Substantively Differing Laws Mean No Class for You

Substantively Differing Laws Mean No Class for You

Ferrara v. 21st Century North America Insurance Company Background

In Ferrara v. 21st Century North America Insurance Company, No. 2 CA-CV 2017-0195 (September 10, 2018), the Arizona Court of Appeals Division Two reviewed whether plaintiff Cynthia Ferrara’s (“Ferrara”) motion for class certification complied with the requirements of Rule 23, Ariz. R. Civ. P.

Ferrara was injured in a motor vehicle accident while in the course and scope of her employment. On the date of the accident, Ferrara was considered a covered person and beneficiary of an auto insurance policy provided by defendant 21st Century North America Insurance Company (“21st Century”).

Ferrara sustained injuries and received medical treatment. Since the accident occurred during her employment, she received workers’ compensation benefits covering her medical expenses. Ferrara asserted a third-party claim against the responsible driver which was eventually settled. After the settlement, Ferrara’s workers’ compensation carrier issued a lien on the third-party settlement for the medical expenses it paid. Seeking coverage pursuant to the medical payments provision of her policy, Ferrara submitted her medical bills and documents establishing she had reimbursed the workers’ compensation carrier to 21st Century.

21st Century denied her claim. The company cited Ferrara’s policy which contained an exclusion stating “We do not provide Medical Payments Coverage for any insured bodily injury…occurring during the course of employment if workers’ compensation benefits are required or available for the bodily injury.”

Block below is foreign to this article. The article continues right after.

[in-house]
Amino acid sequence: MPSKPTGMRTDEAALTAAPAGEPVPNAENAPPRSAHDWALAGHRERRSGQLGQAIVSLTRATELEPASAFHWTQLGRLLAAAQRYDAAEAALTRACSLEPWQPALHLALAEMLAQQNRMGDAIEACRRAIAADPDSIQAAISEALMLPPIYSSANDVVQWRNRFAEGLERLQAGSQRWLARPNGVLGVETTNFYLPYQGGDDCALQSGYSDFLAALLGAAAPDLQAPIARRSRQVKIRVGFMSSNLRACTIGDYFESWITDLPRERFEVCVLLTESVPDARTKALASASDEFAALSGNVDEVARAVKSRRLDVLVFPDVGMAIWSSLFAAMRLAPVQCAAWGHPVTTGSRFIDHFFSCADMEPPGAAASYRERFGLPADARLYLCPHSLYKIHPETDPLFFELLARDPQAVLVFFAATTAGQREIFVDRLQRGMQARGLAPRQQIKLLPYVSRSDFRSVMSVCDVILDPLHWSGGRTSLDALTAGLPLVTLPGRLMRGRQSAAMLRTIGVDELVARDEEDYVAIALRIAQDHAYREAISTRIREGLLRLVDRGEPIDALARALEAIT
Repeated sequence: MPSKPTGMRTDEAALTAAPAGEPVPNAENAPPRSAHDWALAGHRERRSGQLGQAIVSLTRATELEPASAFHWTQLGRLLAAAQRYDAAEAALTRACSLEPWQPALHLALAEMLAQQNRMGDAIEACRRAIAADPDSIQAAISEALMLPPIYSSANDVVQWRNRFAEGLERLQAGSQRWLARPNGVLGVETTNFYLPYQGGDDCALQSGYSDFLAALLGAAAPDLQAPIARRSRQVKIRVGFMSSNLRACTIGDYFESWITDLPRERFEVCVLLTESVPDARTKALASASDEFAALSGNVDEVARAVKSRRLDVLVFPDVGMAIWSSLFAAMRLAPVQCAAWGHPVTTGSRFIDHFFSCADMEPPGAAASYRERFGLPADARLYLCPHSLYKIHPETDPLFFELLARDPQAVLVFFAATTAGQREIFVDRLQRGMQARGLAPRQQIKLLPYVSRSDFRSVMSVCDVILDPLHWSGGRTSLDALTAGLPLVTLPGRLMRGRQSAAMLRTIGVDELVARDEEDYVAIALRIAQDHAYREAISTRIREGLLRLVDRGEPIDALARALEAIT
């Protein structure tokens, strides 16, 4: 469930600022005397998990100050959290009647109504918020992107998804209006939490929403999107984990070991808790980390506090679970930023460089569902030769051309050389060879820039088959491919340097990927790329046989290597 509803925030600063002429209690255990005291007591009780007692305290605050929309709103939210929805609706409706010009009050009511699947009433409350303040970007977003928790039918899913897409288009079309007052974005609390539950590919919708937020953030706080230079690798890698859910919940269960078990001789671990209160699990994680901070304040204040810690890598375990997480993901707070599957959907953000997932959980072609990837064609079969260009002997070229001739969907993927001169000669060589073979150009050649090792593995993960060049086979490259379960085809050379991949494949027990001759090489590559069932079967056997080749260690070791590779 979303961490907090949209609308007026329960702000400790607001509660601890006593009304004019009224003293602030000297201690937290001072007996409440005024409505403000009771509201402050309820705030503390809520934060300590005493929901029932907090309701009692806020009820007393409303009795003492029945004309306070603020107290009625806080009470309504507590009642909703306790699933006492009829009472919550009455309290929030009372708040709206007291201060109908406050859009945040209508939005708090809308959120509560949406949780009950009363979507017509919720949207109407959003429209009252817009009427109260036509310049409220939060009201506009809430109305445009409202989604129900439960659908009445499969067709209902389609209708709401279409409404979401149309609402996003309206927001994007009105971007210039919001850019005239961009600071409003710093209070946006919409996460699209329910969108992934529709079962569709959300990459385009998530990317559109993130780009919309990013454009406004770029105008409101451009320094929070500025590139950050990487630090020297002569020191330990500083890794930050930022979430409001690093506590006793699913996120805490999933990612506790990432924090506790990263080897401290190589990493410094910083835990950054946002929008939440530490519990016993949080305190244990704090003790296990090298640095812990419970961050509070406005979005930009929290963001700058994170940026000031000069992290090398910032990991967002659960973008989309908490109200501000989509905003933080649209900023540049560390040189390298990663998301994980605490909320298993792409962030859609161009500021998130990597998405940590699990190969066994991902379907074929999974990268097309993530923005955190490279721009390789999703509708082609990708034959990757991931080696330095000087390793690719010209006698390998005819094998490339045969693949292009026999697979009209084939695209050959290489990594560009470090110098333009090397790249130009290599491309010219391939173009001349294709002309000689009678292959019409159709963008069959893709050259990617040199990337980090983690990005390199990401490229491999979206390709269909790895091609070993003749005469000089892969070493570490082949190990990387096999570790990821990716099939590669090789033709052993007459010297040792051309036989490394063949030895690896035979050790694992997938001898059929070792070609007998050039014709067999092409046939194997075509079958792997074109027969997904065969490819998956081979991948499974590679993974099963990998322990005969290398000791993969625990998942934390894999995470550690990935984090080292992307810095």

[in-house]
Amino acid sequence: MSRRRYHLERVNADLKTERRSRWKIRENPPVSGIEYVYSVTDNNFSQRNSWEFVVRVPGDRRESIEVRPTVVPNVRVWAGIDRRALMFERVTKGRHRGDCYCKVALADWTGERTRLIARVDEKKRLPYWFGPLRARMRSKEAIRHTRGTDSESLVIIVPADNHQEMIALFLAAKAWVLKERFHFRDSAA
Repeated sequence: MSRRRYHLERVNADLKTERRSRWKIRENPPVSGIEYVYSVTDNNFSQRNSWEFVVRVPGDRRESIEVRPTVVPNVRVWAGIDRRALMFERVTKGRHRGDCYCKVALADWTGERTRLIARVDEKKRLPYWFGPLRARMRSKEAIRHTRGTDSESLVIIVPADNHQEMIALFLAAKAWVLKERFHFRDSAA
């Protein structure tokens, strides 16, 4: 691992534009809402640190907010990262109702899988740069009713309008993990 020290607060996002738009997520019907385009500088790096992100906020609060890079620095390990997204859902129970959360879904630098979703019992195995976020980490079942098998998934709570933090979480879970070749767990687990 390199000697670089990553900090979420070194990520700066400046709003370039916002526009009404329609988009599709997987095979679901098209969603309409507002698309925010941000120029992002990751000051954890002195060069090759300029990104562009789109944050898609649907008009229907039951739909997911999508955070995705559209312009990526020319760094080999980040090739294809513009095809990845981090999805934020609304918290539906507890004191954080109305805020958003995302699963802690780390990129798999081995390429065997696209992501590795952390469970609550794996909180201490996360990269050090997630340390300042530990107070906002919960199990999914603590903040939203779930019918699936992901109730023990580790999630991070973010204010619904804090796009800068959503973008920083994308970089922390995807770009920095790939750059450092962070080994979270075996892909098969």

Ferrera Seeks Relief in District Court

Ferrara filed a lawsuit asserting breach of contract and declaratory relief, and sough class action certification pursuant to Rule 23. The proposed class was to consist of all persons or assignees who were covered by 21st Century auto policies or their affiliated underwriting entities, and who had made a claim for medical payments coverage that was denied on the basis of the workers’ compensation exclusion. The geographic scope of the class included all 33 states in which 21st Century issues policies containing the exclusion. After discovery and argument, the trial court found Ferrara failed to satisfy the requirements of Rule 23(a), and denied class certification.

Class Certification Factors Weighed by the Court

A plaintiff seeking class certification must meet all the requirements of Rule 23(a) and at least one of Rule 23(b)’s requirements. The four requirements under Rule 23(a) are commonly known as numerosity, commonality, typicality and adequacy. The trial court found Ferrara failed to establish numerosity, commonality, and typicality.

Court of Appeals Upholds Trial Court Ruling Finding No Class

The Court of Appeals focused its attention on the fact Ferrara’s proposed class incorporated the law of 33 different states. The Court of Appeals noted a party seeking certification must provide an extensive analysis of state law variations to reveal whether they pose obstacles. Sacred Health Heart Sys., Inc. v. Humana Military Healthcare Servs., Inc., 601 F.3d 1159, 1180 (11th Cir. 2010).

Ferrara did provide two matrices addressing the laws of the various states. In analyzing her matrices, the Court of Appeals found that 27 of the 33 states in Ferrara’s proposed geographic scope differed substantively from Arizona on whether an insurer has a right to recover medical payments benefits from a third-party-at-fault recovery. The Court of Appeals also noted that after discovery was conducted at the trial court level, Ferrara identified at most 20 potential class members with Ferrara being the sole potential member from Arizona.


The Court of Appeals ultimately upheld the trial court’s ruling and found Ferrara did not meet her burden of proof to show a class action was appropriate. The ruling centered on the variances in state law on a core issue and the potentially small number of class members.

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